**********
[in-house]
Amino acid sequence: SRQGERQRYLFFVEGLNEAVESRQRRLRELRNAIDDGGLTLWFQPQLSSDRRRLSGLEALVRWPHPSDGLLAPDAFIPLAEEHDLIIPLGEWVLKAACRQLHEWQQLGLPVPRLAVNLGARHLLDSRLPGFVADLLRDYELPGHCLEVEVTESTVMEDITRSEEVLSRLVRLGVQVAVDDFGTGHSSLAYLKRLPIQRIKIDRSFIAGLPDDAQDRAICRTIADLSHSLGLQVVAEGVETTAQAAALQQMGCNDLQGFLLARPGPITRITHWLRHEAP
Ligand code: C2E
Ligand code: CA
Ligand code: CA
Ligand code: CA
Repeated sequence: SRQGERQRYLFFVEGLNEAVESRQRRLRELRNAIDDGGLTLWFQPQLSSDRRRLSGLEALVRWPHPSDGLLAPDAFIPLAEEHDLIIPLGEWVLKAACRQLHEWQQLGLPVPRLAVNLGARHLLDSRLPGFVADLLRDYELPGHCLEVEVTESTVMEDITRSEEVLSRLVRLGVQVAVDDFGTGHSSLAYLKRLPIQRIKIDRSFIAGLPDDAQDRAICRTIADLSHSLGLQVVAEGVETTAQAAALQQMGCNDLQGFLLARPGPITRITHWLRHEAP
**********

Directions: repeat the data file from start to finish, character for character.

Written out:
[in-house]
Amino acid sequence: SRQGERQRYLFFVEGLNEAVESRQRRLRELRNAIDDGGLTLWFQPQLSSDRRRLSGLEALVRWPHPSDGLLAPDAFIPLAEEHDLIIPLGEWVLKAACRQLHEWQQLGLPVPRLAVNLGARHLLDSRLPGFVADLLRDYELPGHCLEVEVTESTVMEDITRSEEVLSRLVRLGVQVAVDDFGTGHSSLAYLKRLPIQRIKIDRSFIAGLPDDAQDRAICRTIADLSHSLGLQVVAEGVETTAQAAALQQMGCNDLQGFLLARPGPITRITHWLRHEAP
Ligand code: C2E
Ligand code: CA
Ligand code: CA
Ligand code: CA
Repeated sequence: SRQGERQRYLFFVEGLNEAVESRQRRLRELRNAIDDGGLTLWFQPQLSSDRRRLSGLEALVRWPHPSDGLLAPDAFIPLAEEHDLIIPLGEWVLKAACRQLHEWQQLGLPVPRLAVNLGARHLLDSRLPGFVADLLRDYELPGHCLEVEVTESTVMEDITRSEEVLSRLVRLGVQVAVDDFGTGHSSLAYLKRLPIQRIKIDRSFIAGLPDDAQDRAICRTIADLSHSLGLQVVAEGVETTAQAAALQQMGCNDLQGFLLARPGPITRITHWLRHEAP